9 to 5
I never used to carry work home. Back in 2009-11, I was working at a large corporation in San Francisco. When I shut my laptop down and left for the day, I didn't think about work until I came back and opened the laptop the next morning. I never even took my laptop home, as it was for work and I'd leave it at my desk.
Work was something I did to get a paycheck. Which allowed me to spend 8 hours of my day (8 at work, and 8 sleeping, which leaves 8) doing what I wanted to do.
Over the past 11 years, my relationship with work has changed. I don't view work as a chore anymore. I work at a company that I helped found and a cause that's close to my heart - to help people improve their health and fitness and live stronger lives. This deeper sense of purpose helps me jump out of bed every morning. It keeps me motivated when things look bleak. It pushes me out of my comfort zone and keeps changing and evolving.
Two different streams conjoined and led me to move back to Madras to do what I do today. One is a growing malaise at work. My cushy job was not fulfilling, and I was getting itchy feet. Two, my personal transformation from being a clueless, unfit, unhealthy young adult to a strong person.
My self-transformation helped me realise this was a gap. If I had this problem, how many people around me are having this? How many people are driven to solve it for themselves? I could help with that.
Most of us suffer not from motivation or willpower but from a lack of a good teacher. I loved teaching, and here was a method to combine purpose, a deeper sense of self, and making a tangible, crucial difference in people's lives.
Like the early stages of a relationship, when you are head over heels for somebody or something, you stop looking around. You lose all sense of balance and time.
I worked crazy hours and I loved it. The fact that I was in direct connection with the people I was working with and I could see the difference I was making with my own eyes kept fuelling the fire.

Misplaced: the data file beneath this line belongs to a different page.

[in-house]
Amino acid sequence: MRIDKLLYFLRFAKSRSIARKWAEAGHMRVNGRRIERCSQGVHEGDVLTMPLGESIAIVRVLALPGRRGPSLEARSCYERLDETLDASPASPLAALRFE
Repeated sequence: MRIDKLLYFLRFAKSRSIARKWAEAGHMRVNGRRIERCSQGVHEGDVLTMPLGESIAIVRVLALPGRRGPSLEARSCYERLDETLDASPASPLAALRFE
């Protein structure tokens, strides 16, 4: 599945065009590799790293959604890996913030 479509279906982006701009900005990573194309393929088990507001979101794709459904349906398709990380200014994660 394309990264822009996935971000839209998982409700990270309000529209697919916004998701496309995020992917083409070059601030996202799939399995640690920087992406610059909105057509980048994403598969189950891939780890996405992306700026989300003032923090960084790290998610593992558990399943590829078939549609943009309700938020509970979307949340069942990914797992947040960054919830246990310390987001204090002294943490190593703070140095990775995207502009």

The pandemic was a good wake-up call. Visiting my old haunts in San Francisco before that helped rekindle memories as well. I realised I had fallen into quite a bit of autopilot and had lost a significant sense of my work-life balance.
The "good problems" of living your passion, as I realised. It always helps me to look at extreme cases, of people who are facing a similar challenge but at a higher level. And to see the direction they took, and if that appeals or not. Because we are looking at extreme levels of success (narrowly defined as fame/money/#1), their failures in life and relationships send a stark warning.
While I was nowhere close to redlining, having a few extra hours in my day due to the lockdown gave me time to stop and think. I realised I had gotten caught up in my bullshit, yet again.
What's the end game?
What was I working towards? What's the end goal?
To have a work-life balance. To continue making a difference in people's lives. To have deeper relationships with the few people around me. To have enough time for myself, to learn and to challenge me. To have a good time.
To follow my own advice, I realised these were things that won't happen one fine day but had to start happening immediately. While there was no way to figure out the right answer, aiming in the right direction was a good start.
I have a tendency to over-correct. From my childhood, my rebellious nature has entailed dramatic shifts in attitude and action. But knowing this and allowing this has helped me move on with things. I know I'll get to balance.
Some things had become impossible. A weekend without work, for example. A vacation without an hour of work. The word impossible sends alarm bells and as part of my over-correction, I took a few weekends off . And longer vacations. And disappeared.Having a support system and an amazing team at work makes this possible, and lets me know that nothing burns down when I am not around. Or especially because :)
I stopped responding to WhatsApp or phone calls during certain hours of the day and most of the weekend.
Then, my thinking evolved. The only person judging that "a weekend without work" is good or bad is me. Instead, what is the larger goal here? And if I am making progress towards it, all is well.
The "Don't work on weekends" is a hard and fast rule that might not be the right one at all times. There are weekends when I enjoy working. There are weekends when I don't see my laptop. Likewise, there are vacations when I am off the reservation. And vacations where I check in.
The WhatsApp/Email checks are not about WhatsApp or email. But the relevant question is does it help or hinder me? Or better yet, the larger goal?
Figuring out my path and process is a constant. As my evaluation system keeps improving and as my personal dashboard provides better insights, I keep tinkering and making changes. And moving in a direction that feels better.
What changed was realising (well, not completely ...) there's no right answer. Nor am I expected to get it right. But instead, learning to listen to all parts of me, and not my head.
There is a cost to everything we do. Knowing the cost is important. Knowing our values and our end game, equally so. And then, we can start working on ensuring that we aren't fucking ourselves up while narrowmindedly going towards a goal that does NOT encompass all of us.
Note: If this post seems self-indulgent with all the first-person stuff going on, I apologise. But in case it isn't obvious yet, all my posts are written to me first and you second :)